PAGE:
Maybe they all are.
[I see that I first drafted this piece nearly a month ago. It doesn’t often take me so many weeks to write a post. This alone should be sufficient proof that I have spent so much time lately traveling down rabbit holes of my own devising that I can hardly find time to go to work.]
A colleague in the addiction trade used to describe an addiction as something that feels good when you’re doing it, and feels terrible whenever you aren’t.
“Terrible” isn’t the word they used, but this is a family type blog.
What is it that grabs hold of the imagination and hangs on, making you think about something you may never have thought about or even wanted to think about in your whole life? I don’t know how you are, but there are things I will start doing out of the clear blue sky and then I find myself wanting to do more of them.
Maybe hobbies are like that. You fold an origami crane, or paint a garden post, or learn to knit. You do a thing and then you want to do it again, do it better, maybe. (At the moment I am hearing Floyd play scales on the trumpet, as he has done many thousands of times over the last half century. And still he is always in search of the improved technique, the better-developed embouchure, the extended endurance.)
It’s not as if the notion of doing a thorough clean-up of the rocky landscape under our enormous live oak had lived in my mind like an item on my bucket list, something I absolutely needed to do before I die. For five years a noisy run through with the leaf blower seemed perfectly sufficient and perfectly sufficiently back-breaking.
Then the interchangeable pillar space needed sprucing up. You can’t have a series of pretty painted posts surrounded by a messy sprawl of stones, dead leaves, oak galls, tiny sticks, and whatever ick the rain and heat and insects leave behind. So I cleaned up around the bottom of the interchangeable pillar.
Then I was faced with the inescapable truth that the spruced up part looked way better than the leaf-littered neglected part.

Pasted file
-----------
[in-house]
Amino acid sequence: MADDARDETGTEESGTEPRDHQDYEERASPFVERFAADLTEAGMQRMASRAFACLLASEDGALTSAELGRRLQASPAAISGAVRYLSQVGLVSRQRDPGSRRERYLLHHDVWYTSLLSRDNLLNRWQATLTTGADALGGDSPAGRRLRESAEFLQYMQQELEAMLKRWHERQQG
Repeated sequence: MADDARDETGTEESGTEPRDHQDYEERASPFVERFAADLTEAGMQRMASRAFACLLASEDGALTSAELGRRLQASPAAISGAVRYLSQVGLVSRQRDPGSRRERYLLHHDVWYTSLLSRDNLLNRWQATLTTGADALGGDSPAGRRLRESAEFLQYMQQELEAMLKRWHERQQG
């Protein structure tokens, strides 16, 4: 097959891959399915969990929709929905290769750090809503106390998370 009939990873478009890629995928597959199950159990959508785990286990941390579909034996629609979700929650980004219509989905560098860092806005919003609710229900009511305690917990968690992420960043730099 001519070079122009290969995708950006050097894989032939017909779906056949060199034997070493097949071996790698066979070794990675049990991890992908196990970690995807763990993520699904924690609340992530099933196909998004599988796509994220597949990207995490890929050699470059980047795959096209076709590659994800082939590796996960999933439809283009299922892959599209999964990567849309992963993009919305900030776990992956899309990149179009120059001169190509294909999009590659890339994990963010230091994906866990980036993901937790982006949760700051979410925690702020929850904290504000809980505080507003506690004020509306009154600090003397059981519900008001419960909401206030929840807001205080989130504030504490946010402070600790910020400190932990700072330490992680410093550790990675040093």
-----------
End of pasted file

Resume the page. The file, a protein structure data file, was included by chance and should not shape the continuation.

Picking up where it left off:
Not perfect, you see, but very much better. Today’s efforts toward perfection were thwarted by a wind so wild I wondered whether any of the giant limbs overhead might be what are known in the lumbering business as widow makers. Widower makers, in my case. Because even if I heard the firecracker pop-pop-pop of a separating limb – Three Pines is still keeping me company as I work, of course – I sincerely doubt I could hoist myself off the ground quickly enough to flee to safety before I was involved in widower making.
Note to self: get to work on those quads, no kidding.
Anyway, Lucy and Marco had fun all through this morning chasing scuddering leaves and windblown acorns, and climbing into and out of giant leaf bags.
Because I was sitting under the holly by the front bird bath, plucking individual stones out of the damp soil where they’ve spent five years compacting the earth around the oak tree’s roots, and scooping up leaves by the handful, depositing them in the oddly animated bags.
Here’s where the compulsion part comes in: I didn’t want to go to work (ok, so I never want to go to work. Just go along with me for a minute tho); I couldn’t wait to get home and change and get back under the tree; and even as I write this (tired, 6:00 pm and darkness encroaching) all I want to do is sit under that tree and neaten up another few square feet.
What designs will I ultimately go with? Either in the stones themselves
or in the snakey twists of bare earth where rain is expected soon, and where I’ll pour compost as soon as my back can bear the thought?
Clearly you might think me a woman in need of a hobby.
After many days of scraping up, scraping clean, and placing rocks as neighbors came and went, admiring my efforts but doubtlessly thinking I am completely out to lunch, I’ve arrived at an odd combination of purposeful designs and random spaces. I like to say it captures my attitude toward taming nature: as a gardener I like to do some of that, but as an unruly gardener I like nature to remain top dog in the contest.
I can already tell that this compulsion has not reached its conclusion. Having found rock-arranging an amazingly peaceful occupation, I know I’ll be out there making and undoing designs whenever the mood strikes. Or when paperwork, dusting, or dirty laundry loom at the top of the to-do list.
Here we are in early March: